Rolling Stone: The Patriots Knew Aaron Hernandez Was Trouble
A long investigation into Hernandez’s life sheds light on the team that took a chance on him.
Rolling Stone magazine has once again dug into the Massachusetts crime news with a long investigation into the Aaron Hernandez saga, one that makes the New England Patriots appear as if they were more aware of Hernandez’s issues than it has seemed. (And no, this time they did not put our accused murderer on the cover. They wisely went with Bob Dylan.) Like the Tsarnaev story before it, Rolling Stone’s Hernandez article is arriving late to a very, very well-covered story. And so writer Paul Solotaroff, working with Boston Herald columnist Ron Borges, spends much of the time adding detail to narratives we’ve heard before—his radical personality shift after his father’s sudden death gets explored at much more length, for instance.
But the most striking departures from past media narratives are the details, most of which come from anonymous sources and are therefore a bit hard to evaluate, about the New England Patriots. Solotaroff calls it “arrant nonsense,” that owner Robert Kraft was “duped” by Hernandez. Everyone, he says, knew Hernandez had significant drug and behavior problems. Whatever Kraft knew, coach Bill Belichick, at least, seems to have been intimately aware of Hernandez’s thuggish lifestyle, even threatening to cut or trade him. Anonymous sources claim that Hernandez, who was allegedly doing a lot of paranoia-inducing drugs, confided in Belichick …
…that his life was in danger. Hernandez was trying to break away from the gangsters he’d befriended. He worried “they were actually trying to kill him,” says the source. Hernandez began arming himself, stashing a rifle in his gym bag and installing a 14-camera security system at his mansion. “He was very paranoid, but was that because of his addictions or because he was trying to leave the gang?”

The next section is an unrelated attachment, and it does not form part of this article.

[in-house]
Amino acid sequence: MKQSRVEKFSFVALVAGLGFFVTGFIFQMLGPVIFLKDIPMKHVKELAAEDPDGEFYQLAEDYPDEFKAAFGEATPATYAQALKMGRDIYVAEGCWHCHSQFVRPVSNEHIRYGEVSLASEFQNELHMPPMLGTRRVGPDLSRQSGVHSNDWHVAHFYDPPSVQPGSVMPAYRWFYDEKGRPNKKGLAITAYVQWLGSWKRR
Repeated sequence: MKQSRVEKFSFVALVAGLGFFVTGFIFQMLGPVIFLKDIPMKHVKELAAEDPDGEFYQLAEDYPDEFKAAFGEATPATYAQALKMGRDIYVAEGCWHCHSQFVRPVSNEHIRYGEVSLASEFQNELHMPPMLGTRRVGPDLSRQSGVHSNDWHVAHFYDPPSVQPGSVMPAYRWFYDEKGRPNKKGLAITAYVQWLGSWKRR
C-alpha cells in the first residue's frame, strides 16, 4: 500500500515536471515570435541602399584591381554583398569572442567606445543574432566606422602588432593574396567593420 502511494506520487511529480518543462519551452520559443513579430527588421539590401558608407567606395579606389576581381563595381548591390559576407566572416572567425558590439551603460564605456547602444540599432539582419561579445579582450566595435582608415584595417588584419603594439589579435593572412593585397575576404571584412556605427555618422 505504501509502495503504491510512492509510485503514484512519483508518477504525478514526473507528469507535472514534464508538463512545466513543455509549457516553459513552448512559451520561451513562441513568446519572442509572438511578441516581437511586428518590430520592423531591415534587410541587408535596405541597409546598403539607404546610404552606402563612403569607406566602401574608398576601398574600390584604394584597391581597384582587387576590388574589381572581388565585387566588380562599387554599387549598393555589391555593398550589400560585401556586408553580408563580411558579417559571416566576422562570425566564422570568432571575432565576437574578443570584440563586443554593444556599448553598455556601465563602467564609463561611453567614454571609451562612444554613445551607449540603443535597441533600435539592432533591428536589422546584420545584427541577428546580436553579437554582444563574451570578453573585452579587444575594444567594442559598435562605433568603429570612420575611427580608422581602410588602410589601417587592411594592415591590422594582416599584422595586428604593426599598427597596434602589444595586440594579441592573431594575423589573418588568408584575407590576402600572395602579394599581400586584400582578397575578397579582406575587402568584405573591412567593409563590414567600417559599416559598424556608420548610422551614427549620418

Hernandez went to California for rehab of a shoulder problem, but he missed therapist sessions, blew off a Pats receiver camp with Tom Brady, and had the police summoned to his home when he had a fight with his fiance and put his hand through a window. “No arrest was made, but word got back to Belichick, who exploded and tendered notice: Any more disruptions and he’d be traded or cut at the end of the 2013 season,” Rolling Stone says.
In the wake of Hernandez’s arrest, many a pundit said the Patriots ought to have known what they were getting into. The “Patriots’ Way” was dead because they’d abandoned their principles to take a chance on an obviously troubled prospect. Others (amusingly) pointed out that positive drug tests in college don’t necessarily indicate that someone is going to commit execution-style murders left and right. But if the anonymous sources are right, and Bill Belichick knew that Hernandez was getting in domestic disputes, carrying a gun wherever he went, and paranoid for his life because of the thug company he kept, that seems to put points in favor of the former school. The Patriots knew the risk they’d taken on. And they took it anyway. Rolling Stone’s Solotaroff writes as if he’s in this camp:
Time was, the Pats were the Tiffany franchise, a team of such sterling moral repute that they cut a player right after they drafted him, having learned he had a history of assaulting women. But Belichick, the winner of three Super Bowl titles and grand wizard of the greatest show on turf, had decided long before he got to New England that such niceties were beneath him. Over a decade, he… began drafting kids with hectic pasts, assuming the team’s vets would police them. Some of this was arrogance, some of it need: When you’re picking from the bottom of the deck each spring, you’re apt to shave some corners to land talent.
That’s a pretty damning way to cast it. But whether you buy it probably depends in part on how much of the anonymously sourced reporting on Belichick’s conversations with Hernandez you believe. And for that, you’ll have to read the Rolling Stone story for yourself. (Unless you all were serious about swearing it off for life, that is.)